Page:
The three lines of defence model is used in many organisations, but it isn’t used consistently, after all it isn’t a formal model with a precise definition, and its implementation is down to the knowledge and experience of the parties involved in each organisation.
The three lines of defence does lend itself very well to sanctions screening, and having been involved in each line in many different organisations I can say that I have seen both good and less good examples of it in use.
Here is a personal view of how I think it should be implemented.

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First Line of Defence
The first line of defence should be the responsibility of the business rather than the compliance department, and its function should be to ensure that the screening is running to its specification. Concentrate on making sure that it works day to day, doing what it is supposed to be doing. There are many elements to this, the system should be accurate, effective, efficient, sustainable, and timely. Much of this will be validated by the standard controls that IT departments have established for systems management within their estate. There should be a well-established relationship between the IT department and the business owners as well as a relationship with the screening software vendor. Management Information produced by the specific screening engine can also prove invaluable in ensuring reliable operation on a day to day basis.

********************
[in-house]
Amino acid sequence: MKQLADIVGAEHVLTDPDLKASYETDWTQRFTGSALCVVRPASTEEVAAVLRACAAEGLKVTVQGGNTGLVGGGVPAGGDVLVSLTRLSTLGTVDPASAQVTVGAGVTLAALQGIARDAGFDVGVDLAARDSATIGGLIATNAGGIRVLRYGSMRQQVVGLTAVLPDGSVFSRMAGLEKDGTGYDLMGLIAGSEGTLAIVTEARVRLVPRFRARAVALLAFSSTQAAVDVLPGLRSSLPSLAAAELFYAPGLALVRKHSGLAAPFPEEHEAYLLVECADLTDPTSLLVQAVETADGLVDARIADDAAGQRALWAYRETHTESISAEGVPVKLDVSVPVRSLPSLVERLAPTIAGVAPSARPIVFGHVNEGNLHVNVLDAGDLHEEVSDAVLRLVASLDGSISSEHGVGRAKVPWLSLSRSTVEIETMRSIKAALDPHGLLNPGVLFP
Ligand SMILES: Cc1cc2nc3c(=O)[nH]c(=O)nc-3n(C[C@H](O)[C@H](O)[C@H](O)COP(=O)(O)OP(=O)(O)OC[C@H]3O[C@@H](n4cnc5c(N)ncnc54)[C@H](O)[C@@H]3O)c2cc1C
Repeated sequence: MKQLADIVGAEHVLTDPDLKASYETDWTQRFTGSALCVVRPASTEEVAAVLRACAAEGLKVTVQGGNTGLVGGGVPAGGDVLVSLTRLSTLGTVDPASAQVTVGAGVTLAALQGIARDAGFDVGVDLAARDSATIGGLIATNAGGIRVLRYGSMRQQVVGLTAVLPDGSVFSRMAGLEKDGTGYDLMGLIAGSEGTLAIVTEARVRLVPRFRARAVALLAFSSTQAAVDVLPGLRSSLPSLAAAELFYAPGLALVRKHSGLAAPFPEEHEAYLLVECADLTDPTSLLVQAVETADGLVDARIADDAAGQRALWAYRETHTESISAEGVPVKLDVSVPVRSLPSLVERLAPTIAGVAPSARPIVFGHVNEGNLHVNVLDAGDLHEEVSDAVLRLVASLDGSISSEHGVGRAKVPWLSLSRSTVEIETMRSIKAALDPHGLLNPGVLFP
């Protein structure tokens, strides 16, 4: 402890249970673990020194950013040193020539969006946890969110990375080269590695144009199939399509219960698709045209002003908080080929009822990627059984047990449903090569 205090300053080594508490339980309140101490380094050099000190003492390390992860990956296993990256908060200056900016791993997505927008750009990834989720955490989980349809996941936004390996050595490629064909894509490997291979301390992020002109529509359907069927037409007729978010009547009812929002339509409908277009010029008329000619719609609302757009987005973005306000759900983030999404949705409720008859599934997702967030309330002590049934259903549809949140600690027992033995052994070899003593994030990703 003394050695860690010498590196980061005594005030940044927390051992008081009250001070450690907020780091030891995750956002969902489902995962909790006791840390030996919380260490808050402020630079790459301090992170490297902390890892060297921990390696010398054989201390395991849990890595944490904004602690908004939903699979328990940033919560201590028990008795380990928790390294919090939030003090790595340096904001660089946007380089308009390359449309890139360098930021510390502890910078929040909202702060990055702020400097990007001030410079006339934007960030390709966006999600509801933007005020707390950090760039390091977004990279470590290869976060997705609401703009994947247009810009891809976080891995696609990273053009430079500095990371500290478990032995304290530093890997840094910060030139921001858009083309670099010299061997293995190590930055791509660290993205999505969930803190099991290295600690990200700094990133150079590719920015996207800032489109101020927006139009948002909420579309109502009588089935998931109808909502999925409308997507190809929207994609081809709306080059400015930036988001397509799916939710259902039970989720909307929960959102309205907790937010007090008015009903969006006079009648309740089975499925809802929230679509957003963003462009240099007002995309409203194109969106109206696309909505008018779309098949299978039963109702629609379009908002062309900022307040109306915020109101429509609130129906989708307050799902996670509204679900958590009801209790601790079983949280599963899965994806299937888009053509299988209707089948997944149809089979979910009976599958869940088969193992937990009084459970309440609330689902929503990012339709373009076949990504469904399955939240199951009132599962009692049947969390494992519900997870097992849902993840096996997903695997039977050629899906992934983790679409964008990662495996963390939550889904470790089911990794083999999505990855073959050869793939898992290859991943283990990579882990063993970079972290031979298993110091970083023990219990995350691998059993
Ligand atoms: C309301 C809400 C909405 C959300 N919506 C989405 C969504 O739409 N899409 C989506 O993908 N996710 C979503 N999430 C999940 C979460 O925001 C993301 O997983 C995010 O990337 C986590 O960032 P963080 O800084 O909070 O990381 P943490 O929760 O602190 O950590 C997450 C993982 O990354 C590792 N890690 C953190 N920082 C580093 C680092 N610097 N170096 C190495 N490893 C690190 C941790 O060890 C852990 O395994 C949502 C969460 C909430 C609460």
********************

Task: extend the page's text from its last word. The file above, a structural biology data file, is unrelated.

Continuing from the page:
There are other elements for consideration that are particular to screening and may require some bespoke work.
The provision of list information is often outsourced to a third party company, and given the high risk of sanctions screening regarding the levying of fines in recent years, the monitoring that sanctions list changes are delivered in an accurate and timely manner may be something that requires attention. There are various ways of doing this, the simplest being to subscribe to email notifications of changes from the listing authorities, and manually screening those names in your system the following day to confirm that your lists have been updated correctly.
The effectiveness of fuzzy matching is notoriously difficult to establish, fuzzy is just that: not clearly defined. As a metric the effectiveness of fuzzy matching is something that is best measured as a comparison against your peers, and that is something you would have to look for from a third party, such as ourselves, that has a benchmark. Benchmarking is vital in assessing the thresholds that have been set in the system and indeed necessary when setting initial thresholds on any new or upgraded system.

Second Line of Defence
The second line of defence is normally carried out by the compliance department. The big question they should be asking is: does the screening system meet the continuing needs of the organisation? As the experts in compliance and the regulatory demand for economic sanctions, and the authors of the corporate sanctions policy, they are the only people in the organisation that can answer that question.